Since the start of 2020, based on official counts, COVID-19 has killed more than 3.4 million people, including more than 580,000 in the United States; 440,000 in Brazil; and 300,000 in India. These tallies may substantially underestimate COVID-19's true death toll. In fact, new estimates suggest the total number of deaths could be more than twice as large as reported globally and up to ten times greater than reported in some countries.
The scale of loss is staggering, but the huge numbers are difficult to understand without context. It can be helpful to consider how COVID-19 ranks as a cause of death around the world, and some of the factors driving those trends.
Looking at official statistics alone, COVID-19 was the fourth leading cause of death globally, accounting for just under 1 in 20 deaths worldwide since the beginning of 2020. After accounting for unreported deaths, the total toll could be as high as the third leading cause of death [chronic obstructive pulmonary disease], and responsible for an estimated 7.5 million deaths, or 1 out of every 10 deaths.
About half of people globally live to 70 before they die, so causes of death that tend to kill older adults such as ischemic heart disease and stroke predominate as the most common causes of death. COVID-19 mortality is similar in that it kills very few young children or adolescents but becomes sharply more dangerous with age and disproportionately kills people over 70 years old.
According to official statistics, COVID-19 was the leading cause of death in France, Spain, England, and several U.S. states. But after accounting for undercounting of COVID-19 deaths, it was the leading cause of death in the United States, Iran, and Italy (all were all the second-leading cause before adjusting to account for total deaths due to COVID-19). People over 70, who are at higher risk of COVID-19 mortality, make up a higher share of the population in higher-income countries. Those countries also tend to have a higher prevalence of chronic health conditions that increase with age such as obesity, high blood pressure, diabetes, chronic kidney disease, and respiratory illness—all of which likely contributed to higher rates of COVID-19 mortality.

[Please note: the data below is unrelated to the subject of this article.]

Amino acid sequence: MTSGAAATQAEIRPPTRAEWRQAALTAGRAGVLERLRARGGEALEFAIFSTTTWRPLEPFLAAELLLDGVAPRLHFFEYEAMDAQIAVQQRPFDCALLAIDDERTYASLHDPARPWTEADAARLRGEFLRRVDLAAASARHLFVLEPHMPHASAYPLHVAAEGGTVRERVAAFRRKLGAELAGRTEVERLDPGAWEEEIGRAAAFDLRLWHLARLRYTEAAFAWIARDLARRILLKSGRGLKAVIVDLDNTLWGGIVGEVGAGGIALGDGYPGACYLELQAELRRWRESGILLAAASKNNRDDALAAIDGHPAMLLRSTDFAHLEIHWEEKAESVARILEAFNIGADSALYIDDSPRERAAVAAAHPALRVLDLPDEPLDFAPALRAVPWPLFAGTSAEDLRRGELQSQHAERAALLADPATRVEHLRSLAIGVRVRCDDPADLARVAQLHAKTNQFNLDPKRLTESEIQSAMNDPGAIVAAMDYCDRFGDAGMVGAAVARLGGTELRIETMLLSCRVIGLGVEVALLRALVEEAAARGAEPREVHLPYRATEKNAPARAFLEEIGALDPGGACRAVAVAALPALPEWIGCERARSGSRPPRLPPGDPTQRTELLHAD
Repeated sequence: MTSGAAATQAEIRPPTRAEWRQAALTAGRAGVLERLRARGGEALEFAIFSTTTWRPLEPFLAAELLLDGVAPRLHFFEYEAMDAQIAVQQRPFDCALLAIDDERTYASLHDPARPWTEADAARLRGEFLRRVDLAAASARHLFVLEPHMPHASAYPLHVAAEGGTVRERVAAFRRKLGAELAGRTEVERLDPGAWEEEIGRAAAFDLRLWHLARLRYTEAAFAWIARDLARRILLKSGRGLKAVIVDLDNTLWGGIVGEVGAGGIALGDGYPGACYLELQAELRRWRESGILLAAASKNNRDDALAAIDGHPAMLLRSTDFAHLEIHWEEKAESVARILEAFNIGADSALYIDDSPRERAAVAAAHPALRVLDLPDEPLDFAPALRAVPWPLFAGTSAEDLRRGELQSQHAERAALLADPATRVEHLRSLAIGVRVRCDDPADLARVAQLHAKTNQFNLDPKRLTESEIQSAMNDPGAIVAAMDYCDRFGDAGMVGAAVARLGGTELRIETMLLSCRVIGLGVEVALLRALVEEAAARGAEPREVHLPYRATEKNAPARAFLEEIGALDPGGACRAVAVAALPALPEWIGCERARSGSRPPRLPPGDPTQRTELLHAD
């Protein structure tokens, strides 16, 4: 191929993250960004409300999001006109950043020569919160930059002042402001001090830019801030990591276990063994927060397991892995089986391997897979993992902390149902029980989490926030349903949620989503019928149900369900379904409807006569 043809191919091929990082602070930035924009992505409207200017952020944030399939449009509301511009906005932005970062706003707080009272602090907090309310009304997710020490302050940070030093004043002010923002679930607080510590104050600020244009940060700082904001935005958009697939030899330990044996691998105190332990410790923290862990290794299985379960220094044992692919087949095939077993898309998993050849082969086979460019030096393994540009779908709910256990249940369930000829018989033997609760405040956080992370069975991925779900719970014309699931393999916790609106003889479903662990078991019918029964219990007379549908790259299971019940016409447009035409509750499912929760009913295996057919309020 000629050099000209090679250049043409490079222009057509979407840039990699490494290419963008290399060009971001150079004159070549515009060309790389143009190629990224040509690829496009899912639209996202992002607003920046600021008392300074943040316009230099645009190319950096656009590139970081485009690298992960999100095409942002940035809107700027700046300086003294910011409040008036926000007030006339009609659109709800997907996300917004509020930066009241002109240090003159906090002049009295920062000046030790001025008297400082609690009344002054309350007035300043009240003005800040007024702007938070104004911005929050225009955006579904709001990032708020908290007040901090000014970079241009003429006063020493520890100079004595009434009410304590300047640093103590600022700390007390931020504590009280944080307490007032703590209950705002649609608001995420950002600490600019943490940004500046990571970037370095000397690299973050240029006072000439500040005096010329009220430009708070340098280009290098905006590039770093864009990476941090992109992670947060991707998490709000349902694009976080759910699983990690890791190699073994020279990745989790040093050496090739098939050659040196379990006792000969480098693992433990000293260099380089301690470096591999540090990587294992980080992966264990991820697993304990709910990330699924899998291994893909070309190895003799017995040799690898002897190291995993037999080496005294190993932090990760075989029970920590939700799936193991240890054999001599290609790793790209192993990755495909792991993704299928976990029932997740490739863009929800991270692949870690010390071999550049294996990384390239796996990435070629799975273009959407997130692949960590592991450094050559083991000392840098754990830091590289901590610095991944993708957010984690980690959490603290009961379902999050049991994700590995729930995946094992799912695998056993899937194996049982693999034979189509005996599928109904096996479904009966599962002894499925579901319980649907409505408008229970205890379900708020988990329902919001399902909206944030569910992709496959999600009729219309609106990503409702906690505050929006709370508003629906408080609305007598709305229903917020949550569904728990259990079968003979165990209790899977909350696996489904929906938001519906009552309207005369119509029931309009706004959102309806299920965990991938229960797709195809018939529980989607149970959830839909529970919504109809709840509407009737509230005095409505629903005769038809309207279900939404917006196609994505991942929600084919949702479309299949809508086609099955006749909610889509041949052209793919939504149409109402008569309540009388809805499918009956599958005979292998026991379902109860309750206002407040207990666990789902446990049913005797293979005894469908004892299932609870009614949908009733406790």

In contrast, a number of high-income countries—including South Korea, Japan, New Zealand, and Australia—acted quickly to control the spread of COVID-19 and kept their death counts low, even after accounting for deaths that may be missing from official statistics. These countries reported nearly all of the deaths that occurred due to COVID-19. Countries in East Asia may have been well prepared for COVID-19 thanks to strong infectious disease surveillance systems that had been developed in response to other recent respiratory disease outbreaks such as influenza H1N1 and Severe Acute Respiratory Syndrome (SARS). When COVID-19 arrived, South Korea and Japan were quick to test and trace infections and embraced mask-wearing, due in part to an existing culture of mask use during influenza season. Australia and New Zealand acted quickly, enacting strict international and domestic travel restrictions and social distancing mandates, likely helping them sustain low levels of transmission.
COVID-19 was also the leading cause of death in many Latin American countries, including Mexico, Peru, Colombia, and Brazil. The Americas and Europe accounted for 80 percent of COVID-19 deaths globally, even though they represent only about a quarter of the world's population. The five countries where COVID-19 represents the largest fraction of all deaths are from Latin America (Peru, Colombia, Panama, Brazil, Mexico). The way that people die has dramatically changed in many places, but by this measure, the distribution of deaths has shifted by the largest amount in Latin America. Two of the top five countries in terms of number of deaths caused by COVID-19 are in Latin America (Brazil and Mexico).